# Mathematising

### How do you get students to build their own mathematical strategies?

RME teachers employ a number of techniques to engage students in ways that produce authentic and meaningful mathematical ideas. This page introduces **key strategies** that RME teachers use to support students’ mathematising, from building on their **informal understanding of context**, to **making connections across different areas of mathematics**. We highlight several examples drawn from our materials that will help you to develop your practice – remember that the teaching guides include a section on ‘about the maths’ for individual slides and activity sheets.

Here are four to begin with – you can read more about these and other techniques on our putting it all together page.

### 1. Go back to the context.

RME aims to build mathematics from contexts which students can visualise as a basis for informal models. As they grapple with difficult ideas—like percentage change as in the ‘Bargains’ video on the RME in action page—returning to the details of the context can help them stay on track and make sense of what is going on.

While staying close to the details of particular contexts, RME teachers also aim to support students in making connections across a range of contexts, representations, and mathematical concepts. Our RME modules always contain multiple contexts from within which students can tackle new mathematical concepts and strategies. This means that if students don’t immediately connect with a certain context, they may make these connections in the following one.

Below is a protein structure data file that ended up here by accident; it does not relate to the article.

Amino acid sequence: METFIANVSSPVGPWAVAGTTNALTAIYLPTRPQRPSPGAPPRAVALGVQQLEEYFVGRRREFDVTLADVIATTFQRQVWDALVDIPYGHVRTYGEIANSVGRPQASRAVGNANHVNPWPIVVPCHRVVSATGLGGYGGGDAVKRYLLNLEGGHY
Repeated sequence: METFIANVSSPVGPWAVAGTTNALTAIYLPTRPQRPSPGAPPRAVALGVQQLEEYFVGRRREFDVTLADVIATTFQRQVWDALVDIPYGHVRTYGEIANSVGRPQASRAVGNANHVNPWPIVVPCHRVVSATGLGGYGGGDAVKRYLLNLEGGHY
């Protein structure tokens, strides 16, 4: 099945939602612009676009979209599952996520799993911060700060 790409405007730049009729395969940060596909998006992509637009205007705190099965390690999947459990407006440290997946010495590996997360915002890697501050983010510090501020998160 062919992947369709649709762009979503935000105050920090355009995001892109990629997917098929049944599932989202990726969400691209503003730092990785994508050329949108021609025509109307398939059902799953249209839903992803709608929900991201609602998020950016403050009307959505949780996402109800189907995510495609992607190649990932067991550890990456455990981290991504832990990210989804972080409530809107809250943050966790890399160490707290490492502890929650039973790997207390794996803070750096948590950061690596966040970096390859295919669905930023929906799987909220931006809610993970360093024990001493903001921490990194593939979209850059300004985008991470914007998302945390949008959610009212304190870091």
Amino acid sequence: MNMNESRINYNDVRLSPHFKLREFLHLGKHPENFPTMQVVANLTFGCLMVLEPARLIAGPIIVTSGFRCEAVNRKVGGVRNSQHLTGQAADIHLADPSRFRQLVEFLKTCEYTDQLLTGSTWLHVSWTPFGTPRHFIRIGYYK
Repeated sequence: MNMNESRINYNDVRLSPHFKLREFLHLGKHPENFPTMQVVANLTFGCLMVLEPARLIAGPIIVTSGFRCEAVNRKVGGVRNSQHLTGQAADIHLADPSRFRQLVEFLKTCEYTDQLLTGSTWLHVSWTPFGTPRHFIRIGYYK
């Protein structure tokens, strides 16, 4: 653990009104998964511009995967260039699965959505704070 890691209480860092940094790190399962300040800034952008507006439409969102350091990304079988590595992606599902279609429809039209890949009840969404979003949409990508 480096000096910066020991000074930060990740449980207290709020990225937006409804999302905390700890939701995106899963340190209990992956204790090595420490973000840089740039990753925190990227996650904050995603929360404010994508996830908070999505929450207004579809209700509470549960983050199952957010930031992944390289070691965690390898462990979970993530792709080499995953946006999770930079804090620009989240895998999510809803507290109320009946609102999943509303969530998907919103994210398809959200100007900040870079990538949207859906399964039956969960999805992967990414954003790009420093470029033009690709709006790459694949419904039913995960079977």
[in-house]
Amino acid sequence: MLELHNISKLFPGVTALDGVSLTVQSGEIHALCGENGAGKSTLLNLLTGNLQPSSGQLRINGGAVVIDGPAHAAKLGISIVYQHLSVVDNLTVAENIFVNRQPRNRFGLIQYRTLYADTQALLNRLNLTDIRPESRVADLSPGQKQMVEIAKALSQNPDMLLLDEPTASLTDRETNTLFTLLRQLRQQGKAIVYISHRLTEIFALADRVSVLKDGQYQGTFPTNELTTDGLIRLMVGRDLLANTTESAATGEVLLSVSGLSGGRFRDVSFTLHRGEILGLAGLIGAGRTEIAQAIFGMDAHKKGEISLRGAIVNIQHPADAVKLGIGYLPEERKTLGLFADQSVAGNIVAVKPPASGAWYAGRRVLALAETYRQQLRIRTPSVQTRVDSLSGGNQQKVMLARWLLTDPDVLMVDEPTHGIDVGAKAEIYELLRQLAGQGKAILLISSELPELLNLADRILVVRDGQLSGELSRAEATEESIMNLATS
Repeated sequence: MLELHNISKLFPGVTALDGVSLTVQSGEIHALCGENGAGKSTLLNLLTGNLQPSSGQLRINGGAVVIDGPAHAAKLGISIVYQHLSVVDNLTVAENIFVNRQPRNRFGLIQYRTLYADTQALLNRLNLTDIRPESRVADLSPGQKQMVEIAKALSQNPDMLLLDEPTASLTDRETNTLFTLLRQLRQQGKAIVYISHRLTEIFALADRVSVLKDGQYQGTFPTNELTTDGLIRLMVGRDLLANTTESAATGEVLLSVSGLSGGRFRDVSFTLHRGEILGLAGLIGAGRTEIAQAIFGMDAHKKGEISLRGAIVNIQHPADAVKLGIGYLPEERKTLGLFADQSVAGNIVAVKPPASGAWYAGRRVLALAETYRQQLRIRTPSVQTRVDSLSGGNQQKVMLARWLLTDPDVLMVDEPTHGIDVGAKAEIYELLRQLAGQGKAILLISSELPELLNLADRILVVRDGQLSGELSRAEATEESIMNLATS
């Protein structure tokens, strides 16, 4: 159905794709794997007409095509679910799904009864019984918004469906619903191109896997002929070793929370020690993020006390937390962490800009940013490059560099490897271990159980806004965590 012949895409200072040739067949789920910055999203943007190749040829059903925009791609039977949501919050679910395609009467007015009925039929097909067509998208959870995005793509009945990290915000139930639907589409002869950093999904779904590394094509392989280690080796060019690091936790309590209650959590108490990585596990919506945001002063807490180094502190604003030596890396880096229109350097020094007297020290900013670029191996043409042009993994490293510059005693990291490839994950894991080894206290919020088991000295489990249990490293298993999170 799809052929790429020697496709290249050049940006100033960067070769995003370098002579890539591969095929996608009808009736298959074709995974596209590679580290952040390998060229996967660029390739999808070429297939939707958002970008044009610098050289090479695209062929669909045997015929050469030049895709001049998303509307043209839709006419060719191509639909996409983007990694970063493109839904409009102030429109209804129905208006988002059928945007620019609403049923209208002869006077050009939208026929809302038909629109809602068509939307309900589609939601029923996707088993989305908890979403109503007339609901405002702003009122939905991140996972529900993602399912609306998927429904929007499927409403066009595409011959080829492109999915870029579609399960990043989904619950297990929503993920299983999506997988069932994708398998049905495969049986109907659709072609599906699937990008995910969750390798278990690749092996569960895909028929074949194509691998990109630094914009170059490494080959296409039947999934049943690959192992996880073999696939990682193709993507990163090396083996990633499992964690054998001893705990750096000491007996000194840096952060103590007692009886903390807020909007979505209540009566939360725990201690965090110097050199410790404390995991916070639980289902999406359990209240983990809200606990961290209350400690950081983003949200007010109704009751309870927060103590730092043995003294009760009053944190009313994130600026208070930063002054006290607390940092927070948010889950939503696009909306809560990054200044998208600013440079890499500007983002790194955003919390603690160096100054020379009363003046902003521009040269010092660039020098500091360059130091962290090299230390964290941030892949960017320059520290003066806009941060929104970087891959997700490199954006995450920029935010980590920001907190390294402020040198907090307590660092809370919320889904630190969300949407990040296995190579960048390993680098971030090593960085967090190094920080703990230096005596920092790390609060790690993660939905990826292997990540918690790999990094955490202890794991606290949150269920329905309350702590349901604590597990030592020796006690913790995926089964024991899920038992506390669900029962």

### 2. “Where can you see the… in… ?”

RME encourages students to make connections across various representations of a situation – the Landscape diagrams illustrate how starting contexts on the bottom layer connect with models of those contexts above them.

The question ‘Where can you see …. in ……? ‘ helps students to make explicit connections between one representation and another. In the case of the subway sandwich you could ask ‘Where can you see the sandwich in the bar?’.

Read more about this technique here. You can also find a detailed application in Lessons 7 and 11 of the G1 Teaching Guide.

### 3. “Say what you see.”

An RME teacher aims to facilitate mathematical discussions that draw out quite close and technical observations from students. Asking students to ‘say what you see’ leads to subtly different ways of describing the situation, using a variety of language and interpretations.

This image prompts detailed observation of the objects on both sides of the scales, and the fact of balance. Students begin to match items up and make deductions about the equivalence of what is left.

Look at the Teaching Guide from Knowing the Unknown (A1) for more on the application of “say what you see”. This technique appears in Lesson 6 in particular.

### 4. “What is the same?” / “What is different?”

This question helps to stimulate discussion of slides such as this, which focuses on the equivalence of the two expressions for a fish and chip shop order in Knowing the Unknown (A1).

This slide supports an informal expansion of brackets. While the expressions are *mathematically* equivalent, this is not the same as saying they are identical, and the question “are the two expressions the same” may elicit different responses because of this.